This is such a stupid story that it’s hard to believe it’s been told and retold in my family for over 30 years now.
I was 18 years old and living on my own for the first time, in a small efficiency apartment on the third floor of the Gerard Hotel in Ladysmith, working in the Norco Windows factory 20 miles away in Hawkins. Being new to independence, there was much I didn’t know, but I knew this much: I liked pie.
I’d discovered, in the frozen foods section of the local IGA, frozen chocolate crème pies. You just took them home, thawed them out, cut a slice or two and ate, returning the rest to the refrigerator to be consumed later. They were delicious, and as they required no cooking or preparation, they were perfect.
In early November, I turned 19, and the IGA started stocking Thanksgiving specialties. Among the seasonal foods were boxes of pumpkin pies, right next to the chocolate crème pies in the frozen food sections. Being the pie fan I was and remain pumpkin pie is right up there at the top of my list of favorites. Having had such a rewarding experience with the chocolate crème pies, I didn’t hesitate to pick up a box.
I got home, let it thaw out a little, and dug in, removing a spoonful from the pie’s center. It looked delicious. However, shortly after that first spoonful, I realized something was horribly wrong. Looking at the box, I discovered directions for heating and baking the pie. Turns out you had to put it in the oven! Disgusted by the false and misleading packaging (it looked just like the packaging for the chocolate crème pies, and they didn’t require an oven), I put the pie in the center of my spacious refrigerator, where it sat next to a couple cans of soda and a jar of jelly.
A couple of days later, with deer hunting season beginning, my dad and my brother stopped by to pick me up and take a look at how this neophyte was adjusting to bachelorhood, how he was getting by in his first apartment. It didn’t take long for my Dad to open the refrigerator and see the raw pumpkin pie with one bite taken out of the middle. I explained that I didn’t know you had to bake it, and they got a big laugh at my expense, confirming their suspicions that I was too much of an idiot to adequately manage independent living.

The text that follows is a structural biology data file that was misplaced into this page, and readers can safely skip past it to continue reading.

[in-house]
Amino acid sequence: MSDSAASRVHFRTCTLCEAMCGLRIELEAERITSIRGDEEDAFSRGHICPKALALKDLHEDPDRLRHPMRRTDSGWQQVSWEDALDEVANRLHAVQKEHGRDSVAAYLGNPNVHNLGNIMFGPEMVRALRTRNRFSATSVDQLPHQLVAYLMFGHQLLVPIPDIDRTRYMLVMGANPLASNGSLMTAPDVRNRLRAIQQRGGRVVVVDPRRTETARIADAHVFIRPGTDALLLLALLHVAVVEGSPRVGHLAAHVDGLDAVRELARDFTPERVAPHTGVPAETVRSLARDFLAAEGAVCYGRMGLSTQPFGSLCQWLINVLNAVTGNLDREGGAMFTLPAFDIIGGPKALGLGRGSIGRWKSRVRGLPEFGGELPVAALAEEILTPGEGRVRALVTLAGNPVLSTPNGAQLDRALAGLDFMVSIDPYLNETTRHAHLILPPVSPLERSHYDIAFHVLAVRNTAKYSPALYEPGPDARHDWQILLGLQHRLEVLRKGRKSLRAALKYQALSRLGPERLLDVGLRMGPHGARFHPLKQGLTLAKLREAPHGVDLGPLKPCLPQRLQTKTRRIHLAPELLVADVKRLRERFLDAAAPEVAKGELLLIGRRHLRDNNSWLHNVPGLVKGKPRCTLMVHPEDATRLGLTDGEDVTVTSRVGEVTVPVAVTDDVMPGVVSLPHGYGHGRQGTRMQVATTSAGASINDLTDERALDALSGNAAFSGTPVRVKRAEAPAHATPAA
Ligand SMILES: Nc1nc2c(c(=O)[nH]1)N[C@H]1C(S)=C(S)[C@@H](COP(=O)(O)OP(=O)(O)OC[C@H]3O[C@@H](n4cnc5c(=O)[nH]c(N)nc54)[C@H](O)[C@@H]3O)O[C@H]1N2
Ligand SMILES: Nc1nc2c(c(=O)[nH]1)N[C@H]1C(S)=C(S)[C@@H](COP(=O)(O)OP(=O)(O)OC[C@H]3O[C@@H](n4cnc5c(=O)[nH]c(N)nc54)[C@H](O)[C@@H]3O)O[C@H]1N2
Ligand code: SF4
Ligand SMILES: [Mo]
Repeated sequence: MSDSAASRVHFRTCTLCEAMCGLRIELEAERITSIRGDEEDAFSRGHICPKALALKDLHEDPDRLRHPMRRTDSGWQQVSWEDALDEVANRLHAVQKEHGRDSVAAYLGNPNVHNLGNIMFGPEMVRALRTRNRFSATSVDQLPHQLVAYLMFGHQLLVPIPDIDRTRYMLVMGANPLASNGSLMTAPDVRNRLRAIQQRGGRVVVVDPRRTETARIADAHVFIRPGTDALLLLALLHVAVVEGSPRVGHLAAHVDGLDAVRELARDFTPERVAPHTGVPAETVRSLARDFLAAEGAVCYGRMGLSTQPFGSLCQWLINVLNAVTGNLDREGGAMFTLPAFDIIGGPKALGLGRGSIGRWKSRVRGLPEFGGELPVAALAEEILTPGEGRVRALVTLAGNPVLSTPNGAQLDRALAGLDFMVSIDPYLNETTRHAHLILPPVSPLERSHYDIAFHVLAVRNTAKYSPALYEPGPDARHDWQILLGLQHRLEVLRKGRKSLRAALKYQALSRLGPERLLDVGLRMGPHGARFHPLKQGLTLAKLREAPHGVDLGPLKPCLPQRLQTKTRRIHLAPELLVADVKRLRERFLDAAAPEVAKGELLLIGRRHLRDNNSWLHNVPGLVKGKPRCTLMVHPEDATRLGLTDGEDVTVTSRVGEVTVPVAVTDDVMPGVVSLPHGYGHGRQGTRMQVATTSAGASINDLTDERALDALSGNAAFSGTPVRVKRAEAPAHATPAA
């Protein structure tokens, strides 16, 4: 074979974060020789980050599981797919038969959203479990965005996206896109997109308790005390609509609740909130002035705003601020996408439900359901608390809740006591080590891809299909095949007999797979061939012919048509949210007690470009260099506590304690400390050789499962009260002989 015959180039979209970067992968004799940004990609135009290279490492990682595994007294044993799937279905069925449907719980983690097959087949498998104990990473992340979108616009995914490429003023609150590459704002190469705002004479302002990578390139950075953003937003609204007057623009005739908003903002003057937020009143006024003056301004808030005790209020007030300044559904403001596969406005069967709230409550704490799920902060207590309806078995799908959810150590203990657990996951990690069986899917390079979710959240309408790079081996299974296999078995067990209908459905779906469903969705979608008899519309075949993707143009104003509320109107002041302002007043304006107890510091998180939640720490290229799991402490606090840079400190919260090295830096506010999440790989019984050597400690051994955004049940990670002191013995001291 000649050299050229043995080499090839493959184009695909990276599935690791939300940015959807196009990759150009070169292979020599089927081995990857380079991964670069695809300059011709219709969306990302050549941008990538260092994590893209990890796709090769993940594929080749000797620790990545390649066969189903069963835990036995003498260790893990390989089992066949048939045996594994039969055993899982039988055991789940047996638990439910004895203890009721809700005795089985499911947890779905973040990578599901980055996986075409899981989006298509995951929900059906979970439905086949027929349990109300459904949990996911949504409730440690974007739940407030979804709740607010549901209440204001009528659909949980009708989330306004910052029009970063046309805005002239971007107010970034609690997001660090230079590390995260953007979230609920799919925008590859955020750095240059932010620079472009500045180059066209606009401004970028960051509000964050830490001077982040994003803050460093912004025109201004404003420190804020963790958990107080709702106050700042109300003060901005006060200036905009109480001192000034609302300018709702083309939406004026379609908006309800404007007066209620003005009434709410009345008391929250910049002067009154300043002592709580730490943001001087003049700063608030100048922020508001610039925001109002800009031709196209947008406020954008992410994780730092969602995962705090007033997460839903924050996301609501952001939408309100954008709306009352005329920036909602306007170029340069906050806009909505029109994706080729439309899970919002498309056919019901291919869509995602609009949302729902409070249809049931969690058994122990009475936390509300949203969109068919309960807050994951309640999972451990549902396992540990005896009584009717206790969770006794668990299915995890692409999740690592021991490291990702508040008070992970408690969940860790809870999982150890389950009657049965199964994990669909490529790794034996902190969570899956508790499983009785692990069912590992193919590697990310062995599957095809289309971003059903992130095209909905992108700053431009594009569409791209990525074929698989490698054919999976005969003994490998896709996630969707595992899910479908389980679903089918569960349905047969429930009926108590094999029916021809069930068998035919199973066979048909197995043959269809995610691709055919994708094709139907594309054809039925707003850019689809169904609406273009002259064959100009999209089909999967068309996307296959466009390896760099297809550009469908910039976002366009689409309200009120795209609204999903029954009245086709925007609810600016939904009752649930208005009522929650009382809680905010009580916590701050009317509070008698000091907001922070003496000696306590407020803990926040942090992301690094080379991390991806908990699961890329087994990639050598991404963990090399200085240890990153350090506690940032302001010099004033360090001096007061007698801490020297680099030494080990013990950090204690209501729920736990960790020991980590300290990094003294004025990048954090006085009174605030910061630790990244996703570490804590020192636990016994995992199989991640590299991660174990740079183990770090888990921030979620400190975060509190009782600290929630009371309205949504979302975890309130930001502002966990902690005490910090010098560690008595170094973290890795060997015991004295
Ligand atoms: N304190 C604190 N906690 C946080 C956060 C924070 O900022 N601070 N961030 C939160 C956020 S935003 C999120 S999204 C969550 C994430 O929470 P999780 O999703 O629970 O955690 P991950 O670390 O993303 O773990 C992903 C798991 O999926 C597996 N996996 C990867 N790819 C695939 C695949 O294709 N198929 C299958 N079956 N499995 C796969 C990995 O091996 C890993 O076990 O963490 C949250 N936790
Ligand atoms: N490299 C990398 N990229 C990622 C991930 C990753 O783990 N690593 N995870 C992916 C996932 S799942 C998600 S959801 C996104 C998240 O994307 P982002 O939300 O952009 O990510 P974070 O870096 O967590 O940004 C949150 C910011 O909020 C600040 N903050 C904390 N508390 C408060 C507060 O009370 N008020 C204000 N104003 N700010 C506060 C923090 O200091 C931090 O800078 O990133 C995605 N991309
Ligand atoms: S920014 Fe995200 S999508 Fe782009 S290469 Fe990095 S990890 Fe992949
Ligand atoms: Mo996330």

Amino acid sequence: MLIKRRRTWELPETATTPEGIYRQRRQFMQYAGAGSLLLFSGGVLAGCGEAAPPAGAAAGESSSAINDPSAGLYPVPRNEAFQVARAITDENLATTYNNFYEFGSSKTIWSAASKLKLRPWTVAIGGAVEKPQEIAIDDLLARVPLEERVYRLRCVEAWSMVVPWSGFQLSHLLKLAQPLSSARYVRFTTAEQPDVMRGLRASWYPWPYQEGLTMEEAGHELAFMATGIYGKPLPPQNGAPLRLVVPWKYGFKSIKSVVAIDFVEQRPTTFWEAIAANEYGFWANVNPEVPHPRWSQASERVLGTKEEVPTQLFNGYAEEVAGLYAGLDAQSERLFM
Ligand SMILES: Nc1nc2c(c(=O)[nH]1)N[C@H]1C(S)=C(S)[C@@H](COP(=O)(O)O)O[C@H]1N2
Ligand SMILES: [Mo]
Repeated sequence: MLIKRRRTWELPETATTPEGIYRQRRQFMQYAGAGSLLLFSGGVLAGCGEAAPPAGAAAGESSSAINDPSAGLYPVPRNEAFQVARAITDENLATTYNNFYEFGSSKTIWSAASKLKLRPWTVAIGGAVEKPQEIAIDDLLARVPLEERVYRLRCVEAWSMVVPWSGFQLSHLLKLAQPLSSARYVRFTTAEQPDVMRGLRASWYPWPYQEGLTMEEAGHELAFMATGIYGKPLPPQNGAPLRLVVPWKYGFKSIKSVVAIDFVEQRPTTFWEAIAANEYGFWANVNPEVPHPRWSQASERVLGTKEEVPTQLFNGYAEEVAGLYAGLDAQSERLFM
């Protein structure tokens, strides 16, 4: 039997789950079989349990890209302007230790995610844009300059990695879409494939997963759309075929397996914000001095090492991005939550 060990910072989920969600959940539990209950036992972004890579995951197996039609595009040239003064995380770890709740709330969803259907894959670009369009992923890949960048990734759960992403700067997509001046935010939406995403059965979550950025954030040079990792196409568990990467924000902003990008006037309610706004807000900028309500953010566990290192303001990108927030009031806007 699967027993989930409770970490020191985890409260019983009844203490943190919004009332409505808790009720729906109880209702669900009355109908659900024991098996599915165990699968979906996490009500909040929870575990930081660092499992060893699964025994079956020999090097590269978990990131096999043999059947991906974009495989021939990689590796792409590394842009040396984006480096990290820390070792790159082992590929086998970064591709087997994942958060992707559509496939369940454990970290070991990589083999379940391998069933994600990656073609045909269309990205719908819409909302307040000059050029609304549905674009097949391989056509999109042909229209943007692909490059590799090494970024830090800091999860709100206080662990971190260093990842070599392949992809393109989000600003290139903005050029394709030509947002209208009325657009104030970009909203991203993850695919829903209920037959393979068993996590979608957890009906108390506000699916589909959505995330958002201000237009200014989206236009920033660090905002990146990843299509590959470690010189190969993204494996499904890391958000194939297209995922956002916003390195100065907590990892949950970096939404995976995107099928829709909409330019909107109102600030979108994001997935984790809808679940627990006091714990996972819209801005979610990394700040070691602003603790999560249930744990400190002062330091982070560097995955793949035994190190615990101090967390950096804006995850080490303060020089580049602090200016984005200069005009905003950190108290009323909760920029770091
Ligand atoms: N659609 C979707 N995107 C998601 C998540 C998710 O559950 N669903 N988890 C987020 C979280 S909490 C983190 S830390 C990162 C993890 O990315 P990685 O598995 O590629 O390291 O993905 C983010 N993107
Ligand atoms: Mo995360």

A few weeks later, back home in southeast Wisconsin at Christmas, with the larger family gathered together, my Dad told the story of me and the pumpkin pie for the first time, explaining how he opened the refrigerator and there was nothing but a pumpkin pie with a hole out of the middle in it. Everybody had a good laugh, including me, excusing the slight exaggeration of the empty refrigerator (there were a couple of other items in it, but it was a small point, and made for a better story, so I excused his embellishment).
Sometime later, my Dad told the story again. This time there were two pies, each with a hole in the middle. Then, the next time, there were three pies. Years later, when telling my children, his grandchildren the story, the number continued to rise, until, shortly before his passing last year, it was a “refrigerator full” of pies, all with a single hole eaten out of the center.
Debate has raged whether he deliberately exaggerated the number of pies for effect or if time and the act of telling the story so many times actually modified his memory, and he really thought there was a refrigerator full of pies, if he came to actually believe his own story. It was hard to tell, because he always told the story with a straight face.
So some perspective is required. I remember the refrigerator being of your average, run of the mill, full-sized model. I have no idea what the capacity of the typical empty full sized refrigerator would be for storing nothing but pies. Lets for the sake of argument say the refrigerator could have held 15 pies. That means, if he really believed his own story, that I did one of two things: I either went to the IGA one time and bought 15 pies, or I made 15 separate trips, buying one pie each time. Either way, I opened 15 packages, took a single bite out of the center, and returned them to the fridge. To believe his story as told he’d have to believe that his son was engaging in behavior that at best was extremely quirky but more likely psychotic.
I think I tried pointing this out to him more than once, but it never got through, and sure enough, at the next family get together, we’d hear him start telling the story again, knowing it all by heart except for how many pies there would be this time.
Of all the stories my dad told, and re-told, the mysterious pies with the center eaten out of them may be the stupidest, but we couldn’t wait to hear it, and I of course loved being the butt of the joke. When my wife and now grown children gather together, we still retell the story, and we all speculate how many pies my Dad would be up to if he were still alive.
As many times as I heard it, I’d give anything to have him here right now and hear it one more time. No one could tell a story, especially a stupid story without much of a point, like my Dad.